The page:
Lopes is a specimen unlike any the Galaxy have at hand -- 6 feet 3, solidly built, with a physical side to his game that only Gonzalez can exceed. He's outstanding when he's on his game, but his decision-making isn't crisp and he too often commits dumb fouls.
He was ahead of Boyens in the pecking order at Chivas -- Lopes started seven of the Goats' final 11 matches after arriving from Romania's Universitatea Craiova; Boyens, who at 6-4 is taller than Lopes but has not nearly the bulk, saw 45 minutes across 19 games before an injury to Heath Pearce provided starts in the final four games.
Boyens and Meyer have split time next to A.J. DeLaGarza, Gonzalez's usual partner, with less that satisfactory results, although the rookie fared fairly well in last weekend's loss at Sporting Kansas City. One of them figures to get the start Saturday night against Portland at Home Depot Center, but Lopes' physical dimensions probably win out going forward. At least until Leonardo has recovered his form.
CARSON -- The best news the Galaxy could hope for cropped up Sunday afternoon on Twitter.
“Great news!!!” defender Omar Gonzalez tweeted. “Rehab has been going so well that they moved up my return date: May 1st! #omarscomin' #ballin'”
Remember what day it is.
The Galaxy wishes Gonzalez could come back, good as new, a month from now, but it will likely be late summer at the soonest that the big center back, rehabilitating a torn anterior cruciate ligament, again steps onto the field.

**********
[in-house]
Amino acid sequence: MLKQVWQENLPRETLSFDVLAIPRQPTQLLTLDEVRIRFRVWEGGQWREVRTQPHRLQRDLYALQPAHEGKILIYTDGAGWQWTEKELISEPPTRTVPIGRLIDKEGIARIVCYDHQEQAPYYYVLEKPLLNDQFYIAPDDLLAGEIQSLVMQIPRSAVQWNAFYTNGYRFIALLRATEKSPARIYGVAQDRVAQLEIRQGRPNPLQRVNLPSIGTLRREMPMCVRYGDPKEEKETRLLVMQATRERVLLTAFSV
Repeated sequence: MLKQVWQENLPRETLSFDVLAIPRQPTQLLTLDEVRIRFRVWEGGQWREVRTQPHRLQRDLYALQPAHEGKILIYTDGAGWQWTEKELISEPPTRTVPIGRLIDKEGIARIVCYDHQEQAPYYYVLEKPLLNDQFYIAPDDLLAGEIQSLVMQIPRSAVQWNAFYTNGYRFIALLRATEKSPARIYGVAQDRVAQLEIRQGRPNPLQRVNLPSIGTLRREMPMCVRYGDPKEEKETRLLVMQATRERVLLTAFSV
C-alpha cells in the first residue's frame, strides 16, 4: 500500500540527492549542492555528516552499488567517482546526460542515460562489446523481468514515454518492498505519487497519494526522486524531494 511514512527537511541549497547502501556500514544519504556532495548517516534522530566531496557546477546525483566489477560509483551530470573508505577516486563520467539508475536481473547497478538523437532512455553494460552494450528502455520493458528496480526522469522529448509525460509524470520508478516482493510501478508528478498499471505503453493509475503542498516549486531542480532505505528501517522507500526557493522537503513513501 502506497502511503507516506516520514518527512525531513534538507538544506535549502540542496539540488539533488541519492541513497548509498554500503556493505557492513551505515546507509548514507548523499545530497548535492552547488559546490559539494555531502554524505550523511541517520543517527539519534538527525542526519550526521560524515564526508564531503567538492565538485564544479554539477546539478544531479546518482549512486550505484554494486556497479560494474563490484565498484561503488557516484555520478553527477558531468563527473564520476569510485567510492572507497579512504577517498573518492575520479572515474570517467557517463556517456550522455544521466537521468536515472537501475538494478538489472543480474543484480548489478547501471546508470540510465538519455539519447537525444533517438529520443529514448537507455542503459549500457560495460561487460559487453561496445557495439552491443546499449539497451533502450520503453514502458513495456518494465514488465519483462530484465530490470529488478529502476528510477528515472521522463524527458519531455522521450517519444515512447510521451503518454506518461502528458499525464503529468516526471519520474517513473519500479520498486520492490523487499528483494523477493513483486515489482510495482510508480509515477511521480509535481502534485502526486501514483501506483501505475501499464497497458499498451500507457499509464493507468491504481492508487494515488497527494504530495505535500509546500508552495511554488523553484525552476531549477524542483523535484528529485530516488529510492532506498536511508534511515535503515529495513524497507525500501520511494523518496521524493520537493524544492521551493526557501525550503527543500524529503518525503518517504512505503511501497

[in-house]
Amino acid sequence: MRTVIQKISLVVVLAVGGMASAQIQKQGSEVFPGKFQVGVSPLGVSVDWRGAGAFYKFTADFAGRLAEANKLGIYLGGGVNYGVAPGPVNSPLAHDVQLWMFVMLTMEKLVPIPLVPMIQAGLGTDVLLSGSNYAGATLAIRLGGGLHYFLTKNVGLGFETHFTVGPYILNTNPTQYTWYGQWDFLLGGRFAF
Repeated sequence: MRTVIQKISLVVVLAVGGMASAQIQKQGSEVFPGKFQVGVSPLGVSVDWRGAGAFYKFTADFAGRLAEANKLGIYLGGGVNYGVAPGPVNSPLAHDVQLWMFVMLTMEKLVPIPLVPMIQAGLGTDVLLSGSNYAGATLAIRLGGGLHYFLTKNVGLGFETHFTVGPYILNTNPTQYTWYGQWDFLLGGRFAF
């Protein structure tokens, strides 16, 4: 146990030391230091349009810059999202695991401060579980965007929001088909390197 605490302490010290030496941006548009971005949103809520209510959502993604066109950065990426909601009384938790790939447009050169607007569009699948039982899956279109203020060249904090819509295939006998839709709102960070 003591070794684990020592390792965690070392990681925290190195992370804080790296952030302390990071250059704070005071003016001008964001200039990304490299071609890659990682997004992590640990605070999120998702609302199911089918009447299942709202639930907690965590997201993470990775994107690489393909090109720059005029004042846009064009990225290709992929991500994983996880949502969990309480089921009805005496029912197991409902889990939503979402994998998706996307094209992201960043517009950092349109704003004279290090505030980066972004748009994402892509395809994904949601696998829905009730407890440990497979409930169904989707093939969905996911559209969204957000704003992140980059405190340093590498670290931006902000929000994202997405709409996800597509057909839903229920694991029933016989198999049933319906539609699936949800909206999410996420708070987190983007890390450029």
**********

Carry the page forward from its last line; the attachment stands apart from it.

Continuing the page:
Until then, who knows what happens. Gonzalez's tweet was a cruel joke: L.A. is in crisis without Major League Soccer's reigning Defender of the Year, as Saturday night's 3-1 loss to the New England Revolution so graphically illustrated.
The Galaxy won the Supporters' Shield and MLS Cup titles last year for several reasons, but the biggest was how well they defended all over the field. They've shown little ability to do so without Gonzalez, bleeding goals during preseason and conceding 11 already in five competitive matches. L.A. needed 11 games to surrender 11 last year, and four of those came in the debacle at Real Salt Lake.
“What's different is that we're not scoring and we're not keeping the ball out of our nets,” said center back A.J. DeLaGarza, whose failure to deal with Kelyn Rowe on New England's 10th-minute opener started the Galaxy toward their third loss in four Home Depot Center matches this year. “On both sides of the ball, we’re not clicking. They had three crosses and they had three goals, so that’s unacceptable and is something that we’ve been working on in practice over the last two weeks, 'cause we know we haven’t done well in the first 3-4 games. But today, it didn’t pay off.”
The Galaxy was utterly, curiously listless against the Revs, showing none of the spirit and little of the advertised advances they've made in their game in the two weeks since their lone victory in five games, over D.C. United. The interim was supposed to correct the problems exploited by Toronto FC in the CONCACAF Champions League quarterfinal and by Real Salt Lake in the MLS opener.
“Two weeks off, 10 days off, six weeks -- it doesn't really matter,” said forward Robbie Keane, the Galaxy's captain in Landon Donovan's absence (because of a quadriceps strain). “Regardless of two weeks. If you have two weeks off or three days off or two days off, we shouldn't be conceding goals the way we've been conceding them. We have to rectify that, and we have to rectify that very, very quickly, because the goals we've been conceding are very, very similar to previous games.”
CARSON -- The Galaxy's second shot at a decent start was far worse than the first one, some 3½ weeks ago. After a two-week break in which, the storyline goes, they worked out the kinks that capsized them against Toronto FC and Real Salt Lake, L.A. came out with a real stinker of a show.